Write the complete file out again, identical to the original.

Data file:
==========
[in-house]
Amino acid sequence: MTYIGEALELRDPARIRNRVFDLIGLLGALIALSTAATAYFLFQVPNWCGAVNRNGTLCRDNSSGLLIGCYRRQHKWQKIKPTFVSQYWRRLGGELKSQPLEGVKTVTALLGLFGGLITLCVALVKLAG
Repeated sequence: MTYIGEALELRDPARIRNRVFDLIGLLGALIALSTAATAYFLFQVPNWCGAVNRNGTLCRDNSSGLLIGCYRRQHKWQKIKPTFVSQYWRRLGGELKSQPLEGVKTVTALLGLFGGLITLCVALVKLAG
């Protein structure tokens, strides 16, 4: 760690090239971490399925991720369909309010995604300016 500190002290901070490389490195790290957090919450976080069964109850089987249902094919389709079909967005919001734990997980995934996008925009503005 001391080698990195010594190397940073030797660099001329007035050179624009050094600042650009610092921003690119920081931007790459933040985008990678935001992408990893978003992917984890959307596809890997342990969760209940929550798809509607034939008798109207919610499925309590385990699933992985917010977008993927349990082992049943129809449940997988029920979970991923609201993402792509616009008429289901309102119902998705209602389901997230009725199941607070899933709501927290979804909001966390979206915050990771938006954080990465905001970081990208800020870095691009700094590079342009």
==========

[in-house]
Amino acid sequence: MTYIGEALELRDPARIRNRVFDLIGLLGALIALSTAATAYFLFQVPNWCGAVNRNGTLCRDNSSGLLIGCYRRQHKWQKIKPTFVSQYWRRLGGELKSQPLEGVKTVTALLGLFGGLITLCVALVKLAG
Repeated sequence: MTYIGEALELRDPARIRNRVFDLIGLLGALIALSTAATAYFLFQVPNWCGAVNRNGTLCRDNSSGLLIGCYRRQHKWQKIKPTFVSQYWRRLGGELKSQPLEGVKTVTALLGLFGGLITLCVALVKLAG
């Protein structure tokens, strides 16, 4: 760690090239971490399925991720369909309010995604300016 500190002290901070490389490195790290957090919450976080069964109850089987249902094919389709079909967005919001734990997980995934996008925009503005 001391080698990195010594190397940073030797660099001329007035050179624009050094600042650009610092921003690119920081931007790459933040985008990678935001992408990893978003992917984890959307596809890997342990969760209940929550798809509607034939008798109207919610499925309590385990699933992985917010977008993927349990082992049943129809449940997988029920979970991923609201993402792509616009008429289901309102119902998705209602389901997230009725199941607070899933709501927290979804909001966390979206915050990771938006954080990465905001970081990208800020870095691009700094590079342009």